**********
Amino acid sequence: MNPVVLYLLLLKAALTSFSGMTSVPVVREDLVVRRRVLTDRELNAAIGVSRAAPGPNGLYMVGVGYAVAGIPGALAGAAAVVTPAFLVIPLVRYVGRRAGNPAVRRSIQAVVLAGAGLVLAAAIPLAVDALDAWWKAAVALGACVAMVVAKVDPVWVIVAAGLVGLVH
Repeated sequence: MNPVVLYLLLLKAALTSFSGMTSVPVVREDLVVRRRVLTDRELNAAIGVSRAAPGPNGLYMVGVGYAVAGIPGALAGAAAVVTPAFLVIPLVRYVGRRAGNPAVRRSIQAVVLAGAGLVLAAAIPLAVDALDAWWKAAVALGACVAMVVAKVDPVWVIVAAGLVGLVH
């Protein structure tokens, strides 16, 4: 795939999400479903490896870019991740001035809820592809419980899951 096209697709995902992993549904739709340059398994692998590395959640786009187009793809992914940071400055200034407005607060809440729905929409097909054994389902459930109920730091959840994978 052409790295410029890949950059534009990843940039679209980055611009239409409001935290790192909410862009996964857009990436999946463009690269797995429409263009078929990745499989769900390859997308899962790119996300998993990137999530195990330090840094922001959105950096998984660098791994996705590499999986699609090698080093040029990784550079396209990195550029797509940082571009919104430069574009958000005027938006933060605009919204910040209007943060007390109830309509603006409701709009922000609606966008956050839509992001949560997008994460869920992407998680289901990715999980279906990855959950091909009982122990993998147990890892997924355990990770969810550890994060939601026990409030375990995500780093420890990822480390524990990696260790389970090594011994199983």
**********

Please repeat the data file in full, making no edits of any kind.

Amino acid sequence: MNPVVLYLLLLKAALTSFSGMTSVPVVREDLVVRRRVLTDRELNAAIGVSRAAPGPNGLYMVGVGYAVAGIPGALAGAAAVVTPAFLVIPLVRYVGRRAGNPAVRRSIQAVVLAGAGLVLAAAIPLAVDALDAWWKAAVALGACVAMVVAKVDPVWVIVAAGLVGLVH
Repeated sequence: MNPVVLYLLLLKAALTSFSGMTSVPVVREDLVVRRRVLTDRELNAAIGVSRAAPGPNGLYMVGVGYAVAGIPGALAGAAAVVTPAFLVIPLVRYVGRRAGNPAVRRSIQAVVLAGAGLVLAAAIPLAVDALDAWWKAAVALGACVAMVVAKVDPVWVIVAAGLVGLVH
């Protein structure tokens, strides 16, 4: 795939999400479903490896870019991740001035809820592809419980899951 096209697709995902992993549904739709340059398994692998590395959640786009187009793809992914940071400055200034407005607060809440729905929409097909054994389902459930109920730091959840994978 052409790295410029890949950059534009990843940039679209980055611009239409409001935290790192909410862009996964857009990436999946463009690269797995429409263009078929990745499989769900390859997308899962790119996300998993990137999530195990330090840094922001959105950096998984660098791994996705590499999986699609090698080093040029990784550079396209990195550029797509940082571009919104430069574009958000005027938006933060605009919204910040209007943060007390109830309509603006409701709009922000609606966008956050839509992001949560997008994460869920992407998680289901990715999980279906990855959950091909009982122990993998147990890892997924355990990770969810550890994060939601026990409030375990995500780093420890990822480390524990990696260790389970090594011994199983």